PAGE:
Horsham | Sussex

m: 07732 532 891

e: mia@miaphillipstherapy.co.uk



The use of the step-by-step eight-phase approach allows the EMDR therapist to maximise the treatment effects for the client in a logical and standardized fashion. It also allows both the client and the therapist to monitor the progress during every treatment session.

Phase 1: History and Treatment Planning

The therapist takes your history; develops a treatment plan for your specific issues, behaviours and symptoms; identifies significant past events that created the problem, the present situations that cause distress, and the key skills or behaviours you need for your future wellbeing. A great advantage of EMDR Therapy is that it has a separate protocol for people who cannot or do not wish to recall highly disturbing memories.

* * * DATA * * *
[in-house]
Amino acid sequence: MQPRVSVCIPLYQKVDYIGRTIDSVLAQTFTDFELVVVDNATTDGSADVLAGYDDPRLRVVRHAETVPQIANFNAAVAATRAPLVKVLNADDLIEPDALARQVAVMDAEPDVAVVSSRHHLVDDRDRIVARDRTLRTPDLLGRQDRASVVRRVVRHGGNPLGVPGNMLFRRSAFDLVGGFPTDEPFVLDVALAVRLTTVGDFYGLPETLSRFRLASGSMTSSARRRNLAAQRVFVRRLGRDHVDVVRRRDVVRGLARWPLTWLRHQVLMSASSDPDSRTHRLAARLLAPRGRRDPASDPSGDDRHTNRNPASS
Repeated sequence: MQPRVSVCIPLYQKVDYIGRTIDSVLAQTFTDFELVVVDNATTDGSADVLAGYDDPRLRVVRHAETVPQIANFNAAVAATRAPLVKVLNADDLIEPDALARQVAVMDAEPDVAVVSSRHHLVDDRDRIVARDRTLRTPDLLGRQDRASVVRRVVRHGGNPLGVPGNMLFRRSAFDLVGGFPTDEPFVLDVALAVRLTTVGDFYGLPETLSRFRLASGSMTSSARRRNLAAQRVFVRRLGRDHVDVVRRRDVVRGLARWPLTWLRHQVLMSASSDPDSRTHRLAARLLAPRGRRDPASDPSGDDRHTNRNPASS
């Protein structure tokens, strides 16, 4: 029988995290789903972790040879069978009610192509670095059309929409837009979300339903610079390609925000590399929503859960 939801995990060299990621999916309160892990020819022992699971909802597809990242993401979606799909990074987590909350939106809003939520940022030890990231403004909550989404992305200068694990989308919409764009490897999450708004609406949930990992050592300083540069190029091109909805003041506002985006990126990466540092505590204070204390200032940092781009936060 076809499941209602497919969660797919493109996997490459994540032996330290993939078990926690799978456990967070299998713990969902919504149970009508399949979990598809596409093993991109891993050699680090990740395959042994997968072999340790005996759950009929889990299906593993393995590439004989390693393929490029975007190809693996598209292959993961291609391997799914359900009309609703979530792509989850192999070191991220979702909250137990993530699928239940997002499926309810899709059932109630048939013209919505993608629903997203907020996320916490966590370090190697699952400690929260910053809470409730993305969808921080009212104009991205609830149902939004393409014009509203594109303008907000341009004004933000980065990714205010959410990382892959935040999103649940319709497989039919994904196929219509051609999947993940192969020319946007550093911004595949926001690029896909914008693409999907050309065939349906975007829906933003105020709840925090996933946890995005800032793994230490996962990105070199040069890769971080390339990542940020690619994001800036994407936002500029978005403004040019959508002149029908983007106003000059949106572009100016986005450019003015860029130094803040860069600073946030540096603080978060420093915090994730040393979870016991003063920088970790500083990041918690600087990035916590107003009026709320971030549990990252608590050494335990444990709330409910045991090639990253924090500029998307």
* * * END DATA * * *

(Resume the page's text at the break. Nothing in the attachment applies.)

Phase 2: Preparation

Your therapist will share some specific techniques to help you deal with any emotional disturbance that may arise during or after a session. You will need to show that you can use these techniques, e.g. using a calm place exercise before going on to the next Phase. One important goal of EMDR Therapy is to make sure that you can care for yourself. EMDR theory is explained, how it is done, and what you can expect during and after treatment.

Phase 3: Assessment